This past July 3, there was an unprecedented reenactment in the actual streets of Gettysburg. It depicted the June 26, 1863 Confederate entrance into the town, several days before the big battle. Here, the scavenged for food, supplies, delicacies, (and yes, even shoes). Gen. Jubal Early, who Lee referred as "my bad old man," wanted "1,200 pounds of sugar, 600 pounds of coffee, 60 barrels of flour, 1,000 pounds of salt, 7,000 pounds of bacon, 10 barrels of whiskey, 10 barrels of onions, 1,000 pairs of shoes and 500 hats - or, $5,000 in cash." I attended this event with my good friends, Stan O'Donnell and his wife. There were over 1,000 Confederate reenactors in this event. The above photo shows infantrymen lined up in front of the Adams County Court House, making their demands known to the townspeople. The thing I like about these photos is that there are no modern intrusions for the most part. It's like you're really there.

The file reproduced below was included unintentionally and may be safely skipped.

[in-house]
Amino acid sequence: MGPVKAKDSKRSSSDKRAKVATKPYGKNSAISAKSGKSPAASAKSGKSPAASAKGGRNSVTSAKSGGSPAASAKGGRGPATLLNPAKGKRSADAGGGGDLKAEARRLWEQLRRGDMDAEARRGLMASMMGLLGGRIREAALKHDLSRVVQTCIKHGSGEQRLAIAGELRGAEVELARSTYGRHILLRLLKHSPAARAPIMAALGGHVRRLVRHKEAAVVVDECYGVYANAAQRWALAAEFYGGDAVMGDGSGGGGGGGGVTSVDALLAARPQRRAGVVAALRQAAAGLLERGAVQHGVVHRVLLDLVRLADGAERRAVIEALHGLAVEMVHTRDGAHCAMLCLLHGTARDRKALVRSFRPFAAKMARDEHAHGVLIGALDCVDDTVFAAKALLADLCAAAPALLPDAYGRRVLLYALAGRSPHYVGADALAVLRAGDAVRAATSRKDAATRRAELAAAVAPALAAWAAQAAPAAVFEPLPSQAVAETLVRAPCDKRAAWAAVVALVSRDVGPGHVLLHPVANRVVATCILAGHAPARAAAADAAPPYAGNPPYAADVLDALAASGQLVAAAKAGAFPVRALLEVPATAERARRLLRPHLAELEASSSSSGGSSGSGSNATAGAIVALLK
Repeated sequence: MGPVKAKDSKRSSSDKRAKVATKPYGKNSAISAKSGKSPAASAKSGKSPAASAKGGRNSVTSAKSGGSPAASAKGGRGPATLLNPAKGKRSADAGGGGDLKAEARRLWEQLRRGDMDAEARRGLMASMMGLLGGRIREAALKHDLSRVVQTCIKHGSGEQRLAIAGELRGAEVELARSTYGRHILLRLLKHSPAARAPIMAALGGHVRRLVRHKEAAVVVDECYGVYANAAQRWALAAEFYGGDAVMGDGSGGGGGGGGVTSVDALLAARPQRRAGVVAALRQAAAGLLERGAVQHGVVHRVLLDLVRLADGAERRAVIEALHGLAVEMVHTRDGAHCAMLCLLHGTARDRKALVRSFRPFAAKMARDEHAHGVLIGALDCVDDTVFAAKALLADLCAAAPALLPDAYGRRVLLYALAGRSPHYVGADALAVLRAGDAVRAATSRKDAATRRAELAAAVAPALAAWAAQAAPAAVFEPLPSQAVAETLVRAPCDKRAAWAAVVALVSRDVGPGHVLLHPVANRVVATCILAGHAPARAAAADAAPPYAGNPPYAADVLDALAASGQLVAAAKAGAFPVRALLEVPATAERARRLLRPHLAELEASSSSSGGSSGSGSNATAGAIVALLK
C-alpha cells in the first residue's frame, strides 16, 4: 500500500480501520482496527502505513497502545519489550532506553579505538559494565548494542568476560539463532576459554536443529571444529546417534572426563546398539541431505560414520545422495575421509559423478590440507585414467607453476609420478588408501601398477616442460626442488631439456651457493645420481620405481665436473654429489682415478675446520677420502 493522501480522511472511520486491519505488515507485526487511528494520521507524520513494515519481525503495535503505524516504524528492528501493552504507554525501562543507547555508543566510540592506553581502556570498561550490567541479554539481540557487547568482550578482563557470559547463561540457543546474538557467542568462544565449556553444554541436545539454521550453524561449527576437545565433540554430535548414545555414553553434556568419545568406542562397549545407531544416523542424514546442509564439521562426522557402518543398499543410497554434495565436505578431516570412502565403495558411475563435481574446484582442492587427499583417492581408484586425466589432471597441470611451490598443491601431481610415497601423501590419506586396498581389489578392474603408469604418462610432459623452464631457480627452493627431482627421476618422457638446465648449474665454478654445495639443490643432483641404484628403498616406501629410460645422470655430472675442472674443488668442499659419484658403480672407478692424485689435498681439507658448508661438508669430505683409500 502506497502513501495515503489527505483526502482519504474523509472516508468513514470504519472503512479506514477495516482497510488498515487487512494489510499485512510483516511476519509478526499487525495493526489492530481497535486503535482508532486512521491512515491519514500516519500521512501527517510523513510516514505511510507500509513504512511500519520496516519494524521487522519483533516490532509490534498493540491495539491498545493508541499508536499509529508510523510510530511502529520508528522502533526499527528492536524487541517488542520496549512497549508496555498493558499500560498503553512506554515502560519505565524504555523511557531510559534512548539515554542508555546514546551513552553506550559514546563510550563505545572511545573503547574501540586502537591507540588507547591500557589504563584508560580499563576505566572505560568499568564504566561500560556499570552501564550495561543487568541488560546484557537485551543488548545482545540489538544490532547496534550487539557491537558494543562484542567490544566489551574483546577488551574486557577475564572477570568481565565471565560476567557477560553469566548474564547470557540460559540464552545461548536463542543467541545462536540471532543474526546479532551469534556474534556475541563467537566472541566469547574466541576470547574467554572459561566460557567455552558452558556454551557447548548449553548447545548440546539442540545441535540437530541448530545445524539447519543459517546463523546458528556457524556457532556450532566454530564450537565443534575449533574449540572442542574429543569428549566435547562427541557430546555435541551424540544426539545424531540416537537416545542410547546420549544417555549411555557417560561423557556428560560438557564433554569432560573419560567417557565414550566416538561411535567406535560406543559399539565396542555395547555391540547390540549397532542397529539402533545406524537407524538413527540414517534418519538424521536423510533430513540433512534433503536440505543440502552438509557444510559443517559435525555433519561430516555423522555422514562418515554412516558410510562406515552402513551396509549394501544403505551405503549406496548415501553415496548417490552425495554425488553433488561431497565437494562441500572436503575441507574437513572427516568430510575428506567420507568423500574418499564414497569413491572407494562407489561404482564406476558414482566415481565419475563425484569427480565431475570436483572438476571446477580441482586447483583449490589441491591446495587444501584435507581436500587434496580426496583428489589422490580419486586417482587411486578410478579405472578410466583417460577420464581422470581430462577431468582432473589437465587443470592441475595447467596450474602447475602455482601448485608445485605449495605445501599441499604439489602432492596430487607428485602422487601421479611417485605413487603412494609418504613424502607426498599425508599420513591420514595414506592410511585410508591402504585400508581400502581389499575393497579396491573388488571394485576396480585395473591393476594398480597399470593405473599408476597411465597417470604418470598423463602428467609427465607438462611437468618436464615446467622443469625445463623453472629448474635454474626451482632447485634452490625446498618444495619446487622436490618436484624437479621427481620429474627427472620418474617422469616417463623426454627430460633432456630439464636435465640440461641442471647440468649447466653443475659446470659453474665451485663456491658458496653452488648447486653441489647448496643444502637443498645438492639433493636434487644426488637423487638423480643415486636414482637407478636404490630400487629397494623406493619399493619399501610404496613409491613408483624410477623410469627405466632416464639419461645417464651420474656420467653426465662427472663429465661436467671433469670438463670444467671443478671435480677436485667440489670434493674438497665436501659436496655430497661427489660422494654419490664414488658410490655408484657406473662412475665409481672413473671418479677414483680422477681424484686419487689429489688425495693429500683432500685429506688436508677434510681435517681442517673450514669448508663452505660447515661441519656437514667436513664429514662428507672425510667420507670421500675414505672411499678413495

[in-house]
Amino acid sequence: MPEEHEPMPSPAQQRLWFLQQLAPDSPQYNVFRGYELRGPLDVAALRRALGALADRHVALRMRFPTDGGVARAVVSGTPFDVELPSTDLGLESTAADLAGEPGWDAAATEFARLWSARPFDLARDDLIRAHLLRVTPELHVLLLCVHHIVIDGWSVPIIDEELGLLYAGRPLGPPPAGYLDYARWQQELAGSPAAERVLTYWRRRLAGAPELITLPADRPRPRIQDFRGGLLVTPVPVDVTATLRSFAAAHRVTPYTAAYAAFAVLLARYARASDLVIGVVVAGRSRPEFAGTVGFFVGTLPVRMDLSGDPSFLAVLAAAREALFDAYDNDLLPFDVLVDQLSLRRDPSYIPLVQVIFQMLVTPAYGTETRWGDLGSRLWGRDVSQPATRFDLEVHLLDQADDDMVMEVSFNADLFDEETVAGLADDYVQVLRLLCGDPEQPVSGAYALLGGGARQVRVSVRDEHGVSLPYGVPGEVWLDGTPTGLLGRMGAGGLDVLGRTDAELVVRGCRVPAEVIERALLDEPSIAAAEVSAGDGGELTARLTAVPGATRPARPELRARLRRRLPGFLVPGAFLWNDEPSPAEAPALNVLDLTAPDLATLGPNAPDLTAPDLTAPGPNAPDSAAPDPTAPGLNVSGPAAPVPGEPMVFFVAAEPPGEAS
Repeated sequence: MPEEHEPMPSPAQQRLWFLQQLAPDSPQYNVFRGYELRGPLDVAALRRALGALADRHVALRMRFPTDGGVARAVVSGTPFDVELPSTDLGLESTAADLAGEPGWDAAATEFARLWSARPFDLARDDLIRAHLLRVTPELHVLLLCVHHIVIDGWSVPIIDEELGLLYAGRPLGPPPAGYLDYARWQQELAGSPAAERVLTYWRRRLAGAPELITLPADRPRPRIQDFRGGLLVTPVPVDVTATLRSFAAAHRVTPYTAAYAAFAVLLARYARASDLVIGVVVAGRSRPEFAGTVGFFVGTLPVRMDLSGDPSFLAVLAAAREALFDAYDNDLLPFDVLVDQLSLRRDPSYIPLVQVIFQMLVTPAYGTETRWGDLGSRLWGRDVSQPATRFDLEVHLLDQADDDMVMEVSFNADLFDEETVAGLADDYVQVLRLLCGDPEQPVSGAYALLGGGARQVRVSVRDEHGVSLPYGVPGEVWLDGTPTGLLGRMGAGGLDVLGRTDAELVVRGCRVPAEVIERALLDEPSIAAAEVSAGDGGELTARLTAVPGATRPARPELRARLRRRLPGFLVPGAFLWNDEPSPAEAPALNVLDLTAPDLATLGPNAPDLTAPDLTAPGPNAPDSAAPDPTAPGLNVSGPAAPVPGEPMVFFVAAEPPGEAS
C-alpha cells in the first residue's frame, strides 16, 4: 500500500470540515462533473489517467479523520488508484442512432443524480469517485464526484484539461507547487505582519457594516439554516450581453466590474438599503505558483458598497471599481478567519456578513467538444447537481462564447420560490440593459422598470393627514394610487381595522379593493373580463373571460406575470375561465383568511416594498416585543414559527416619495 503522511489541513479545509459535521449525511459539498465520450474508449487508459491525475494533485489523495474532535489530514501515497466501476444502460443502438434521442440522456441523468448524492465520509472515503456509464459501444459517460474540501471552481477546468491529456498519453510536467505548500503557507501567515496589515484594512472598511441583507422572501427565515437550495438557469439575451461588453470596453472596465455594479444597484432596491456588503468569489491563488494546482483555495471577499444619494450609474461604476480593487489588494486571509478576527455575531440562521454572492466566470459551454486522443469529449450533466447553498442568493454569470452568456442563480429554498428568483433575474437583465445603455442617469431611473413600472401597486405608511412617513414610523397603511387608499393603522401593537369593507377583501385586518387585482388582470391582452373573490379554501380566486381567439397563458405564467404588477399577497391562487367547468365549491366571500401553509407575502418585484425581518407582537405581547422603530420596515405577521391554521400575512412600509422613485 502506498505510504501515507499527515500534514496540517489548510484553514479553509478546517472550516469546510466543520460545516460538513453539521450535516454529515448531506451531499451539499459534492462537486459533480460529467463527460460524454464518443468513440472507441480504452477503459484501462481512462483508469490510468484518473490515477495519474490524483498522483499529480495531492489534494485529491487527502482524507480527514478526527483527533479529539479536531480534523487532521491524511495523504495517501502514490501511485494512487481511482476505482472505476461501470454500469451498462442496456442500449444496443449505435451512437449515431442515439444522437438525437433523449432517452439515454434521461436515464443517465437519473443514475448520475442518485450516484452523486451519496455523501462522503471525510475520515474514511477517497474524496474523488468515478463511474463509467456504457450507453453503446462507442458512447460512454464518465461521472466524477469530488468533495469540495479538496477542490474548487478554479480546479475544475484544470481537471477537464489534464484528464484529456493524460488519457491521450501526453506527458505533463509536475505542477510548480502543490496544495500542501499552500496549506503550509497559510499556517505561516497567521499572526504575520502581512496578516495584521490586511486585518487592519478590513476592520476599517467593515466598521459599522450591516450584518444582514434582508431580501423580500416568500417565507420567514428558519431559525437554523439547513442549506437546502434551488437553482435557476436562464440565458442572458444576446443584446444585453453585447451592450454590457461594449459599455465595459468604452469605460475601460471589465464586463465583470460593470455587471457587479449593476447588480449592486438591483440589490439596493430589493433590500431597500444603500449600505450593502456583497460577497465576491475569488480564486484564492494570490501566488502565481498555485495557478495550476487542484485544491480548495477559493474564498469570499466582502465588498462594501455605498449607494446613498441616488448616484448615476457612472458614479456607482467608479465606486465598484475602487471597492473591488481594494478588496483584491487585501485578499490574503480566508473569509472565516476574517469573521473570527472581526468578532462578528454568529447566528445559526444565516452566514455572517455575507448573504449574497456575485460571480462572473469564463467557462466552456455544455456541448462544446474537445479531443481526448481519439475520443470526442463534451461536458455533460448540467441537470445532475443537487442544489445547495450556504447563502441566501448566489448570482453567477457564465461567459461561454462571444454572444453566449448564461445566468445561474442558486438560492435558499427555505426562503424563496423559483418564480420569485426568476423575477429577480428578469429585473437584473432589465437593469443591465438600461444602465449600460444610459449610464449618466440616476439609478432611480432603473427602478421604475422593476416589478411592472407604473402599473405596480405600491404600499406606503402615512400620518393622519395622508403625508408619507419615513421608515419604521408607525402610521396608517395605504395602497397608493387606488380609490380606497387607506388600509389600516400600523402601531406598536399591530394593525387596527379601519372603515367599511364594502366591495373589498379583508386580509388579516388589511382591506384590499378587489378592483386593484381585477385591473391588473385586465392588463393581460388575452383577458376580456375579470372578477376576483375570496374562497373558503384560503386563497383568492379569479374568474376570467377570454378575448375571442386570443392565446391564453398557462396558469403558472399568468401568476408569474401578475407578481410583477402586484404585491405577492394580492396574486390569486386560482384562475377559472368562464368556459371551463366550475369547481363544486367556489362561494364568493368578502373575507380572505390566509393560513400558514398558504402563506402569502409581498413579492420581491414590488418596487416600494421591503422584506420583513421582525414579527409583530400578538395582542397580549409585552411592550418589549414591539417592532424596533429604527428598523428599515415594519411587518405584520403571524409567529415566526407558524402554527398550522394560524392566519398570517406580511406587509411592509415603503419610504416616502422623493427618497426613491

The town elders await the demands of the invaders. This event was kind of unique because the modern mayor of Gettysburg portrayed the mayor of 1863 and the modern sheriff portrayed John Burns, a one time constable of the town. (However, I'm pretty sure the real John Burn was not present at such an event.) In response to the rebel demands, one said "We will open our shops and ask our citizens to give what they can."
It looks like Robert E. Lee was here too, although Lee was nowhere near Gettysburg on June 26. Oh well, I suppose some events need a major character to star in them. Or perhaps this gentleman was portraying Jubal Early? Looks like John Brown Gordon beside him, which would make sense. The building in the background is the Fahnestock Building on Baltimore Street, an observation point for Union General Oliver Otis Howard on July 1, 1863 and site of the U.S. Christian Commission in the battle's aftermath.